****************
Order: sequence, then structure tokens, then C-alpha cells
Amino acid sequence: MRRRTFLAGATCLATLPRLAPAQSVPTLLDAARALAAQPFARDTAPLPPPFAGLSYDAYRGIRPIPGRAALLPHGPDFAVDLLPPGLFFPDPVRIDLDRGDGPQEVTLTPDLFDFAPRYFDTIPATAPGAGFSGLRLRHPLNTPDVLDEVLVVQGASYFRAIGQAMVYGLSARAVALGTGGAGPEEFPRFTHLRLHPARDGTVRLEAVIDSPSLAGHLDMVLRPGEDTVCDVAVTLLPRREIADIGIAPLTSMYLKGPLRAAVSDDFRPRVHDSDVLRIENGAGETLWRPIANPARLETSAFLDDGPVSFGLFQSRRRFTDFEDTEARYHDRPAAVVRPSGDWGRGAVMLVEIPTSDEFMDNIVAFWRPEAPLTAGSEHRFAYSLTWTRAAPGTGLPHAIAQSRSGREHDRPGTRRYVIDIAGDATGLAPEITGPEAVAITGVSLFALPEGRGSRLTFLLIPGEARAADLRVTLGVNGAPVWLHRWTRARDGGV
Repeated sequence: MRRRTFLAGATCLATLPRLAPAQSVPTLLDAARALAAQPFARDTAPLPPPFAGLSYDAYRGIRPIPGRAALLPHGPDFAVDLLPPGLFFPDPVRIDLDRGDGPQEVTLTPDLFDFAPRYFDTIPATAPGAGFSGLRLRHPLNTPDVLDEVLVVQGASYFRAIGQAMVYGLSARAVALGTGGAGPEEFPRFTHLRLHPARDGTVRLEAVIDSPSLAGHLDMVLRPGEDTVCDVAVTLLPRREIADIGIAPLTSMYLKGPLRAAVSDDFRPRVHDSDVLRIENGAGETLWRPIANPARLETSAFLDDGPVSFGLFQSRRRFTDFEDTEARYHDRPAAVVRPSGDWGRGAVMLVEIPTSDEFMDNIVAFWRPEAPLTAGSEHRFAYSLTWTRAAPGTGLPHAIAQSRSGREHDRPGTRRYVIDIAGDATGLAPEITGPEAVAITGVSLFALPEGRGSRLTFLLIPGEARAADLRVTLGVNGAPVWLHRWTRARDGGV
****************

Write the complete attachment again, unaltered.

Order: sequence, then structure tokens, then C-alpha cells
Amino acid sequence: MRRRTFLAGATCLATLPRLAPAQSVPTLLDAARALAAQPFARDTAPLPPPFAGLSYDAYRGIRPIPGRAALLPHGPDFAVDLLPPGLFFPDPVRIDLDRGDGPQEVTLTPDLFDFAPRYFDTIPATAPGAGFSGLRLRHPLNTPDVLDEVLVVQGASYFRAIGQAMVYGLSARAVALGTGGAGPEEFPRFTHLRLHPARDGTVRLEAVIDSPSLAGHLDMVLRPGEDTVCDVAVTLLPRREIADIGIAPLTSMYLKGPLRAAVSDDFRPRVHDSDVLRIENGAGETLWRPIANPARLETSAFLDDGPVSFGLFQSRRRFTDFEDTEARYHDRPAAVVRPSGDWGRGAVMLVEIPTSDEFMDNIVAFWRPEAPLTAGSEHRFAYSLTWTRAAPGTGLPHAIAQSRSGREHDRPGTRRYVIDIAGDATGLAPEITGPEAVAITGVSLFALPEGRGSRLTFLLIPGEARAADLRVTLGVNGAPVWLHRWTRARDGGV
Repeated sequence: MRRRTFLAGATCLATLPRLAPAQSVPTLLDAARALAAQPFARDTAPLPPPFAGLSYDAYRGIRPIPGRAALLPHGPDFAVDLLPPGLFFPDPVRIDLDRGDGPQEVTLTPDLFDFAPRYFDTIPATAPGAGFSGLRLRHPLNTPDVLDEVLVVQGASYFRAIGQAMVYGLSARAVALGTGGAGPEEFPRFTHLRLHPARDGTVRLEAVIDSPSLAGHLDMVLRPGEDTVCDVAVTLLPRREIADIGIAPLTSMYLKGPLRAAVSDDFRPRVHDSDVLRIENGAGETLWRPIANPARLETSAFLDDGPVSFGLFQSRRRFTDFEDTEARYHDRPAAVVRPSGDWGRGAVMLVEIPTSDEFMDNIVAFWRPEAPLTAGSEHRFAYSLTWTRAAPGTGLPHAIAQSRSGREHDRPGTRRYVIDIAGDATGLAPEITGPEAVAITGVSLFALPEGRGSRLTFLLIPGEARAADLRVTLGVNGAPVWLHRWTRARDGGV